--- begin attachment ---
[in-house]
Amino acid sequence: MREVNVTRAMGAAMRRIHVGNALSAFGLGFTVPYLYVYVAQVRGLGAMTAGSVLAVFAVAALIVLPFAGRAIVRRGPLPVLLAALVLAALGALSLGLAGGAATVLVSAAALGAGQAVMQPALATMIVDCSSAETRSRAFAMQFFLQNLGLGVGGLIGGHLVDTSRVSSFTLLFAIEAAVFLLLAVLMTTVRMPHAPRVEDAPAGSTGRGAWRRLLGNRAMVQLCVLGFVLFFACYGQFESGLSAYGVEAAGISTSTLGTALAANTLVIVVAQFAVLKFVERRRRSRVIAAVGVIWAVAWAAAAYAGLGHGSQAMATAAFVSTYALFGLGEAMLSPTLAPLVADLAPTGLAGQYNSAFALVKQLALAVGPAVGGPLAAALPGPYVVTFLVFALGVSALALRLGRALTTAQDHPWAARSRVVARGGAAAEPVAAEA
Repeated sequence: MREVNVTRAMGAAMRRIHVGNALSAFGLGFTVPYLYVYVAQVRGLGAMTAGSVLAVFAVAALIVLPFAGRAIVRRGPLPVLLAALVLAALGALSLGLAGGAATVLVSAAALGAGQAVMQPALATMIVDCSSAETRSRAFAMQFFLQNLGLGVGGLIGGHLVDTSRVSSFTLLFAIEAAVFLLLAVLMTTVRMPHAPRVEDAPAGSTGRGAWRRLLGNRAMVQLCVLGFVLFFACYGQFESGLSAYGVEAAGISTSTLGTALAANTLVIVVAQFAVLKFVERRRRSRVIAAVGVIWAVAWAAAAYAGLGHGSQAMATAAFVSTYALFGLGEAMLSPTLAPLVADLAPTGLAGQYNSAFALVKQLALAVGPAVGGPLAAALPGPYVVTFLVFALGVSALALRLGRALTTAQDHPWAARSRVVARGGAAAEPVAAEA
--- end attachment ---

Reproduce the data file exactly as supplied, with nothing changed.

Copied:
[in-house]
Amino acid sequence: MREVNVTRAMGAAMRRIHVGNALSAFGLGFTVPYLYVYVAQVRGLGAMTAGSVLAVFAVAALIVLPFAGRAIVRRGPLPVLLAALVLAALGALSLGLAGGAATVLVSAAALGAGQAVMQPALATMIVDCSSAETRSRAFAMQFFLQNLGLGVGGLIGGHLVDTSRVSSFTLLFAIEAAVFLLLAVLMTTVRMPHAPRVEDAPAGSTGRGAWRRLLGNRAMVQLCVLGFVLFFACYGQFESGLSAYGVEAAGISTSTLGTALAANTLVIVVAQFAVLKFVERRRRSRVIAAVGVIWAVAWAAAAYAGLGHGSQAMATAAFVSTYALFGLGEAMLSPTLAPLVADLAPTGLAGQYNSAFALVKQLALAVGPAVGGPLAAALPGPYVVTFLVFALGVSALALRLGRALTTAQDHPWAARSRVVARGGAAAEPVAAEA
Repeated sequence: MREVNVTRAMGAAMRRIHVGNALSAFGLGFTVPYLYVYVAQVRGLGAMTAGSVLAVFAVAALIVLPFAGRAIVRRGPLPVLLAALVLAALGALSLGLAGGAATVLVSAAALGAGQAVMQPALATMIVDCSSAETRSRAFAMQFFLQNLGLGVGGLIGGHLVDTSRVSSFTLLFAIEAAVFLLLAVLMTTVRMPHAPRVEDAPAGSTGRGAWRRLLGNRAMVQLCVLGFVLFFACYGQFESGLSAYGVEAAGISTSTLGTALAANTLVIVVAQFAVLKFVERRRRSRVIAAVGVIWAVAWAAAAYAGLGHGSQAMATAAFVSTYALFGLGEAMLSPTLAPLVADLAPTGLAGQYNSAFALVKQLALAVGPAVGGPLAAALPGPYVVTFLVFALGVSALALRLGRALTTAQDHPWAARSRVVARGGAAAEPVAAEA